The irresistible power of imperfect brands 

Transforming a brand from faceless machine to relatable character

This month, I’ve been working with an amazing charity that aims to build a society where no-one feels alone with their grief. It strikes me that we often wear a mask of OK-ness in the wake of a loss. Maybe in an effort to feel more OK, but often in an effort to avoid making anyone else uncomfortable. 

Brands love masks too. They mostly present a polished, often superficial image to the world. But when they’re willing to own their weaknesses and flaunt their flaws, something magical happens. Brands that admit their failures or acknowledge their own ‘loss’ of direction can create a powerful connection with their audience. This kind of honesty humanises a brand. Remember the full-page print ad from KFC when they ran out of chicken in 2018? A perfect response to an unthinkable mishap for the number one name in deep-fried fowl.

Brands, like individuals, have a narrative identity that evolves

Paul Bailey, Brand Strategy Director at Halo, suggests we should ‘consider brands through the principles of wabi-sabi — a Japanese aesthetic ideology centred around the acceptance of persistent transience.’ By revealing their flaws and weaknesses, brands reflect the complex process of self-authoring.

They evolve from lifeless symbols to dynamic participants in their own stories. They start to feel more natural, and more human. 

In philosophy, Deleuze talks about ‘becoming’ — the idea that identity is fluid. Like people, brands are always in a state of becoming rather than being a fixed entity. The act of unmasking also evokes Heidegger’s concept of ‘Dasein,’ the acknowledgement of being thrown into the world and the responsibility that comes with it. Brands that take off their masks are acknowledging their ‘thrownness,’ their vulnerabilities, and their existential challenges.

Larry Millstein, co-founder of Gen Z innovation consultancy PRZM, argues that the brands that resonate most with Gen Z communicate ‘in a way that speaks to how we communicate online, whether it’s through memes or humorous imagery, or just being a little self-effacing and not taking yourself too seriously.’ 

The New York entrepreneur Lisa Guerrera believes that the most compelling aesthetic for this generation is ‘kind of subversive… It’s a messy, casual vibe. It’s very raw.’ It’s a delightfully ironic twist that her company, EXPERIMENT, makes… masks (reusable skincare sheet masks, to be specific).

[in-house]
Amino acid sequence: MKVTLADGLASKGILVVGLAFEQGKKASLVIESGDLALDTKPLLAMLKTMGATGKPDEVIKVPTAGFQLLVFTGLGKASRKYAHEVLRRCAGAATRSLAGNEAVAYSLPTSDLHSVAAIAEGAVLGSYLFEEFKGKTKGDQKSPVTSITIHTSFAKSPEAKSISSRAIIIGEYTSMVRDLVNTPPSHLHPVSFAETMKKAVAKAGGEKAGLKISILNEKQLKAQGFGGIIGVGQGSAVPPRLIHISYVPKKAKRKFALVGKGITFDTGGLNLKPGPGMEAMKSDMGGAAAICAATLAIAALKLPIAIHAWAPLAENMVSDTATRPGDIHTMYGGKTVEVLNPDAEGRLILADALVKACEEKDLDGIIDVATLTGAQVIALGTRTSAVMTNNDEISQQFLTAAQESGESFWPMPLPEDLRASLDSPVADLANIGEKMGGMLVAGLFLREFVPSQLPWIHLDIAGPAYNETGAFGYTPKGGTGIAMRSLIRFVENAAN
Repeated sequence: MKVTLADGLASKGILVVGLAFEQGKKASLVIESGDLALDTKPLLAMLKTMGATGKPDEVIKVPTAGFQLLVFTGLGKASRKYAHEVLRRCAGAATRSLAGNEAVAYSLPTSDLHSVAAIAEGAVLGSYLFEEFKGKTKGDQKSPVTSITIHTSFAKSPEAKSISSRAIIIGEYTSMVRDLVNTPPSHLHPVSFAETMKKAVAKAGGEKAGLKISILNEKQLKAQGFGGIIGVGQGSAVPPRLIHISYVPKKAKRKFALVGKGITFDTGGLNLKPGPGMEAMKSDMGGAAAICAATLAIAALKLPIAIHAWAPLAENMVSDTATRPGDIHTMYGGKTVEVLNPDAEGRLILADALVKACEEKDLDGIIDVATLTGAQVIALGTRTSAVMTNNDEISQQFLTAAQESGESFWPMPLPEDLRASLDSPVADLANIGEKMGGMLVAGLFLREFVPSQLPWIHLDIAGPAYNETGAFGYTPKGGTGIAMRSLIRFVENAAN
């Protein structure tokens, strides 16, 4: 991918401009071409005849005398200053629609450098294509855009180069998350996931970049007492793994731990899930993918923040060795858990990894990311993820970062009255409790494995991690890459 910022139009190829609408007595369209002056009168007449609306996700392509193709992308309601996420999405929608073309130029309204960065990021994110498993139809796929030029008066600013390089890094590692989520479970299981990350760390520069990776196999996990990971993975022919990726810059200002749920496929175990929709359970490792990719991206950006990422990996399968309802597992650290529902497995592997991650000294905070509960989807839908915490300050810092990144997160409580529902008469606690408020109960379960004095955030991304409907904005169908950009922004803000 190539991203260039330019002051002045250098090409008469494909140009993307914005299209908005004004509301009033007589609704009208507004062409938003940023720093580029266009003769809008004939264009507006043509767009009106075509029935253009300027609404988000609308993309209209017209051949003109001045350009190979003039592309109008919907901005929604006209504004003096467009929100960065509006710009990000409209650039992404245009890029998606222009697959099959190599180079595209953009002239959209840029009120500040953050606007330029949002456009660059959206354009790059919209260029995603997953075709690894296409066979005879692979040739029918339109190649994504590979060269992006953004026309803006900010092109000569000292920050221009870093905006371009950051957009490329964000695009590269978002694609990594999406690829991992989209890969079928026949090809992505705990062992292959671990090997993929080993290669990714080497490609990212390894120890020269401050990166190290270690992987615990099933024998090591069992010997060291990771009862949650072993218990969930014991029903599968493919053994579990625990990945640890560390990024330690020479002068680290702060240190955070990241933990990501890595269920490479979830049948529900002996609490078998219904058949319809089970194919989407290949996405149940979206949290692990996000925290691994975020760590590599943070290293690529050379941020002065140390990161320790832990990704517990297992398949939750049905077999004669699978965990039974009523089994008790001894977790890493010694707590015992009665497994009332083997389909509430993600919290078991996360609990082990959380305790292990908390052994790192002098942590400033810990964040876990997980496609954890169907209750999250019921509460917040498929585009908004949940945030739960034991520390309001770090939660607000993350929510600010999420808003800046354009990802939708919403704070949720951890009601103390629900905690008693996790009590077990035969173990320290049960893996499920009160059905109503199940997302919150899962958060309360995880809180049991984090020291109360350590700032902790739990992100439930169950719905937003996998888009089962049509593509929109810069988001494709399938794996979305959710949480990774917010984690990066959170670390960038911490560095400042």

Whilst we should always avoid simplistic generational stereotypes as marketers, there’s certainly space for brands that adopt a messier, less self-important vibe. And it’s a refreshing contrast to the lofty (but often hollow) purpose-speak that many bigger companies pump out. Of course, imperfection can also be high-luxury — a kind of mask in its own right.

Consider this messy patchwork blazer that retails for £9,498.

According to Alessandro Michele, former creative director at Gucci, ‘true beauty lies in imperfection’. And a particular strain of conspicuous status-signalling lies there too. The value of ‘authenticity’ has probably been overstated in the marketing media in recent years, but when brands get it right — whether through joyfully candid communication, or in the cultural codes of high fashion, perceived authenticity clearly has a special power. The masks we wear, whether as individuals or as brands, often serve to hide our vulnerabilities. But embracing these imperfections can strengthen connections, trust, and desirability.

Honesty can transform a brand from a distant, faceless machine into a relatable character that people enjoy spending time with.

There’s a lesson there for all of us. 

Featured image: EXPERIMENT

Joel Stein, Freelance writer and creative consultant

Joel Stein is a freelance writer and creative consultant. He worked in marketing and design agencies for 11 years, and now works directly with founders and senior teams to nail brand voice, messaging, and copy. When he's not writing for MediaCat or clients, Joel writes a newsletter called Weirdness Wins, which explores the fuzzy edges of culture, communication, and consciousness.

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